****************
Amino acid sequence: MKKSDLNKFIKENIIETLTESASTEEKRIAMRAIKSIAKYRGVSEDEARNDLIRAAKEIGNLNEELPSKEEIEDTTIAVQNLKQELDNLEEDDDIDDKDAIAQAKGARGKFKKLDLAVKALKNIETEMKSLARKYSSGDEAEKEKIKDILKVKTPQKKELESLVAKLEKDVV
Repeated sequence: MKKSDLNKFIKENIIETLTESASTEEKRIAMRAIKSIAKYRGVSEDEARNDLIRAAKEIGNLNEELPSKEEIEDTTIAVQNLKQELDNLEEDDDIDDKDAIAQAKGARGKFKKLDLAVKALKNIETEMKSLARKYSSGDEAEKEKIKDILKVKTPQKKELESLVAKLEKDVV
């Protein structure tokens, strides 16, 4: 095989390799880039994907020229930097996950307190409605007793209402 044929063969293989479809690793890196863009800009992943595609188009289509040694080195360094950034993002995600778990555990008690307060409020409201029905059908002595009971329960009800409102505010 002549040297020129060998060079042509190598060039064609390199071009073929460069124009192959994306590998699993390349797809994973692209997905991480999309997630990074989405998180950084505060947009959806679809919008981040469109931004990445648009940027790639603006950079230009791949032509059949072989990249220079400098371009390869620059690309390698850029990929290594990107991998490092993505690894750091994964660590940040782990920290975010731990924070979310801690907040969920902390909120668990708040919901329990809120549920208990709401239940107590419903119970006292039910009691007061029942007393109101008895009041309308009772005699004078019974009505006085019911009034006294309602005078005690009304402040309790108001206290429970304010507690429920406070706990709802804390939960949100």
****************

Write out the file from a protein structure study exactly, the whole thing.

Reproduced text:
Amino acid sequence: MKKSDLNKFIKENIIETLTESASTEEKRIAMRAIKSIAKYRGVSEDEARNDLIRAAKEIGNLNEELPSKEEIEDTTIAVQNLKQELDNLEEDDDIDDKDAIAQAKGARGKFKKLDLAVKALKNIETEMKSLARKYSSGDEAEKEKIKDILKVKTPQKKELESLVAKLEKDVV
Repeated sequence: MKKSDLNKFIKENIIETLTESASTEEKRIAMRAIKSIAKYRGVSEDEARNDLIRAAKEIGNLNEELPSKEEIEDTTIAVQNLKQELDNLEEDDDIDDKDAIAQAKGARGKFKKLDLAVKALKNIETEMKSLARKYSSGDEAEKEKIKDILKVKTPQKKELESLVAKLEKDVV
């Protein structure tokens, strides 16, 4: 095989390799880039994907020229930097996950307190409605007793209402 044929063969293989479809690793890196863009800009992943595609188009289509040694080195360094950034993002995600778990555990008690307060409020409201029905059908002595009971329960009800409102505010 002549040297020129060998060079042509190598060039064609390199071009073929460069124009192959994306590998699993390349797809994973692209997905991480999309997630990074989405998180950084505060947009959806679809919008981040469109931004990445648009940027790639603006950079230009791949032509059949072989990249220079400098371009390869620059690309390698850029990929290594990107991998490092993505690894750091994964660590940040782990920290975010731990924070979310801690907040969920902390909120668990708040919901329990809120549920208990709401239940107590419903119970006292039910009691007061029942007393109101008895009041309308009772005699004078019974009505006085019911009034006294309602005078005690009304402040309790108001206290429970304010507690429920406070706990709802804390939960949100």